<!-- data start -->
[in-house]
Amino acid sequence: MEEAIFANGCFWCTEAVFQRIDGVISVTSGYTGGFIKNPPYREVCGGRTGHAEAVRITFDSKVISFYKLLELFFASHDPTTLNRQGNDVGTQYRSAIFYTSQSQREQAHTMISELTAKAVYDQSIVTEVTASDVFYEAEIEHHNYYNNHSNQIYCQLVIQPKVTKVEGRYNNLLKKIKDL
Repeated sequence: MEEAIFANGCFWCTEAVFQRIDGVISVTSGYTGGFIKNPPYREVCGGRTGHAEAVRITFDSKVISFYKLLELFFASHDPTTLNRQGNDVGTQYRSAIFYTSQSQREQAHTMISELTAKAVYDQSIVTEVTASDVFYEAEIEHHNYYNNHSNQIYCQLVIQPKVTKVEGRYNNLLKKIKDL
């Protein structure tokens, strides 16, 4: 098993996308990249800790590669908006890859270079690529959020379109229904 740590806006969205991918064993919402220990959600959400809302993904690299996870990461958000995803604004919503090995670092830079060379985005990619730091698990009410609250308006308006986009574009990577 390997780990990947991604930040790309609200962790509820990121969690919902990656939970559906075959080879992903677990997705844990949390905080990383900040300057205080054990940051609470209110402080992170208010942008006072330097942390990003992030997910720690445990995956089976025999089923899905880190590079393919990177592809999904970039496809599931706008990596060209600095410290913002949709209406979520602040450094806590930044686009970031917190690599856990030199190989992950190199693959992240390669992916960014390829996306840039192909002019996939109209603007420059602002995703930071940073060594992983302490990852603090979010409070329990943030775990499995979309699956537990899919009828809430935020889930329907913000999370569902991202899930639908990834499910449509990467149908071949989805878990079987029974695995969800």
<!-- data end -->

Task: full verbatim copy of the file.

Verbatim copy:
[in-house]
Amino acid sequence: MEEAIFANGCFWCTEAVFQRIDGVISVTSGYTGGFIKNPPYREVCGGRTGHAEAVRITFDSKVISFYKLLELFFASHDPTTLNRQGNDVGTQYRSAIFYTSQSQREQAHTMISELTAKAVYDQSIVTEVTASDVFYEAEIEHHNYYNNHSNQIYCQLVIQPKVTKVEGRYNNLLKKIKDL
Repeated sequence: MEEAIFANGCFWCTEAVFQRIDGVISVTSGYTGGFIKNPPYREVCGGRTGHAEAVRITFDSKVISFYKLLELFFASHDPTTLNRQGNDVGTQYRSAIFYTSQSQREQAHTMISELTAKAVYDQSIVTEVTASDVFYEAEIEHHNYYNNHSNQIYCQLVIQPKVTKVEGRYNNLLKKIKDL
């Protein structure tokens, strides 16, 4: 098993996308990249800790590669908006890859270079690529959020379109229904 740590806006969205991918064993919402220990959600959400809302993904690299996870990461958000995803604004919503090995670092830079060379985005990619730091698990009410609250308006308006986009574009990577 390997780990990947991604930040790309609200962790509820990121969690919902990656939970559906075959080879992903677990997705844990949390905080990383900040300057205080054990940051609470209110402080992170208010942008006072330097942390990003992030997910720690445990995956089976025999089923899905880190590079393919990177592809999904970039496809599931706008990596060209600095410290913002949709209406979520602040450094806590930044686009970031917190690599856990030199190989992950190199693959992240390669992916960014390829996306840039192909002019996939109209603007420059602002995703930071940073060594992983302490990852603090979010409070329990943030775990499995979309699956537990899919009828809430935020889930329907913000999370569902991202899930639908990834499910449509990467149908071949989805878990079987029974695995969800």